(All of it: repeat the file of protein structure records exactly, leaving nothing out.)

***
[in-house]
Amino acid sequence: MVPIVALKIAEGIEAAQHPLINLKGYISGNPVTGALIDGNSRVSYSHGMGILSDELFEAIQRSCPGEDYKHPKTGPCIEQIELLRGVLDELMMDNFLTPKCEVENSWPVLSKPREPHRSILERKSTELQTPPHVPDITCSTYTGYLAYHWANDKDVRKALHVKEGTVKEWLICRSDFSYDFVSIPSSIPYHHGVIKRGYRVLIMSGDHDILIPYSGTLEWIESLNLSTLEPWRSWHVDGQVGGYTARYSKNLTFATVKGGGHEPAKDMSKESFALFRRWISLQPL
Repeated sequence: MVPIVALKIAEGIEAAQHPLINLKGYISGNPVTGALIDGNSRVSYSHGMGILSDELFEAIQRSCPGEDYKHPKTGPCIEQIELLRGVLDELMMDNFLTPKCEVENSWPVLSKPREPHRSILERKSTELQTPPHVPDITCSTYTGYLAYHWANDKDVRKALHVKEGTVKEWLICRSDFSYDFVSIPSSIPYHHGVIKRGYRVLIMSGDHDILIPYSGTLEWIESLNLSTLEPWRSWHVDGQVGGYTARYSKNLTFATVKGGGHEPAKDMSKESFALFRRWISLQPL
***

[in-house]
Amino acid sequence: MVPIVALKIAEGIEAAQHPLINLKGYISGNPVTGALIDGNSRVSYSHGMGILSDELFEAIQRSCPGEDYKHPKTGPCIEQIELLRGVLDELMMDNFLTPKCEVENSWPVLSKPREPHRSILERKSTELQTPPHVPDITCSTYTGYLAYHWANDKDVRKALHVKEGTVKEWLICRSDFSYDFVSIPSSIPYHHGVIKRGYRVLIMSGDHDILIPYSGTLEWIESLNLSTLEPWRSWHVDGQVGGYTARYSKNLTFATVKGGGHEPAKDMSKESFALFRRWISLQPL
Repeated sequence: MVPIVALKIAEGIEAAQHPLINLKGYISGNPVTGALIDGNSRVSYSHGMGILSDELFEAIQRSCPGEDYKHPKTGPCIEQIELLRGVLDELMMDNFLTPKCEVENSWPVLSKPREPHRSILERKSTELQTPPHVPDITCSTYTGYLAYHWANDKDVRKALHVKEGTVKEWLICRSDFSYDFVSIPSSIPYHHGVIKRGYRVLIMSGDHDILIPYSGTLEWIESLNLSTLEPWRSWHVDGQVGGYTARYSKNLTFATVKGGGHEPAKDMSKESFALFRRWISLQPL